- The rest of the partially collapsed condominium tower in Surfside, Florida was demolished around 10:30 p.m. Sunday.
- Search-and-rescue efforts will restart immediately once the building is down and the site is secure, the mayor said.
- No one has been rescued since the first few hours after the collapse 11 days ago.
- The death toll had risen to 24 people as of Saturday, with 121 still missing.
The rest of the partially collapsed condominium tower in Surfside, Florida was demolished around 10:30 p.m. Sunday.
Earlier, local authorities told residents in the surrounding area to shelter in place as well as close all windows, doors and air intakes. Miami-Dade County Mayor Daniella Levine Cava said the shelter-in-place order lifts two hours after the demolition is complete.
"The demolition is confined to the immediate area around the building," the mayor said. "However, there is dust and other particles that are an unavoidable byproduct of all types of demolition, and as a precautionary measure we're urging residents in the immediate vicinity to stay indoors during the demolition."
Search-and-rescue efforts at the building were temporarily halted on Saturday afternoon for demolition preparation, which included drilling into the remaining structure's columns. Levine Cava said Sunday the search will resume immediately after the building is down and the site is deemed secure.
"Bringing the building down in a controlled manner is critical to expanding our scope of search as you know in the pile, and allowing us to search in the area closest to the building which has not been accessible to the teams given the grave risk to our first responders due to the instability of the building," Levine Cava said.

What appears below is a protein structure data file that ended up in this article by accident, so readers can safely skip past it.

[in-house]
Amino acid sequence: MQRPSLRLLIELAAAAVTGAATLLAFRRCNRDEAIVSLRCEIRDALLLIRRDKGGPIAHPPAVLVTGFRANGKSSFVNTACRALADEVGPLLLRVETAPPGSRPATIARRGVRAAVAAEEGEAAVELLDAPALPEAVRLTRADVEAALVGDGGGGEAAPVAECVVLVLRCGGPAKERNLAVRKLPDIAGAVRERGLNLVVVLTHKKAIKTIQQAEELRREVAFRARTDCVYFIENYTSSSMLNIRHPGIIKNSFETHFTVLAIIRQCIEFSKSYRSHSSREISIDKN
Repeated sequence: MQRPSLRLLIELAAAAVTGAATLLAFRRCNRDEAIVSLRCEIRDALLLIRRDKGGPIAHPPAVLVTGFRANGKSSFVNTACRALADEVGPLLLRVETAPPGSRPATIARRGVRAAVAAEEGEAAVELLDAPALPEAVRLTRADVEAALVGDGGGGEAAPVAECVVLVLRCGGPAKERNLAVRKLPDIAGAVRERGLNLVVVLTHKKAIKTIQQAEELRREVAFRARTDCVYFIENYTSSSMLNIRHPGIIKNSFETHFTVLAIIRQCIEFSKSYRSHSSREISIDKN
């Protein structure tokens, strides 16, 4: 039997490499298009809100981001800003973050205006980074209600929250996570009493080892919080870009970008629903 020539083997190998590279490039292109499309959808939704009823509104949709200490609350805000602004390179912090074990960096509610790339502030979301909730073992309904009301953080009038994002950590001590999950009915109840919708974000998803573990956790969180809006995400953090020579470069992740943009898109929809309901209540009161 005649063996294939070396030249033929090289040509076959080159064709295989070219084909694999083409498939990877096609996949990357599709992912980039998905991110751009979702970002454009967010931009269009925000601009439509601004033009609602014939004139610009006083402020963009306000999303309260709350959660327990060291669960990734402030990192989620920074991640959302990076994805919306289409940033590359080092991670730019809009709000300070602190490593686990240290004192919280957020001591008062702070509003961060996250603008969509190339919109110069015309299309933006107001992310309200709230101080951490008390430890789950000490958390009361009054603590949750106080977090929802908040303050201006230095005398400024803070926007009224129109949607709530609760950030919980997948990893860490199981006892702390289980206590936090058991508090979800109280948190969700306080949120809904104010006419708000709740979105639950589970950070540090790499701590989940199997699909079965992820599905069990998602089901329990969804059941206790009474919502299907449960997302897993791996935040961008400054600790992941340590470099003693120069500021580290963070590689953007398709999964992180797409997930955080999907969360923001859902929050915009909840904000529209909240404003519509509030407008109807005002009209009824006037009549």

No one has been rescued since the first few hours after the collapse of Champlain Towers South 11 days ago. The death toll rose to 24 people as of Saturday, with 121 still missing. Florida Gov. Ron DeSantis, during a news briefing early Saturday, said the state will pay for all costs of the demolition.
The demolition involved a technique called energetic felling, which relies on the force of gravity to take down the building with small detonations and confines the collapse to the area of the building, according to Levine Cava.
Officials initially thought a demolition could take weeks. But plans to demolish the remaining structure were quickened amid concerns that weather impacts from Tropical Storm Elsa could hit Florida early next week and further threaten the unstable structure with heavy rainfall and winds.
The cause of the collapse of Champlain Towers South, which was built in the 1980s, is still unknown. However, an engineering consultant filed a report from 2018 warning of cracking and major structural damage below the building's pool deck.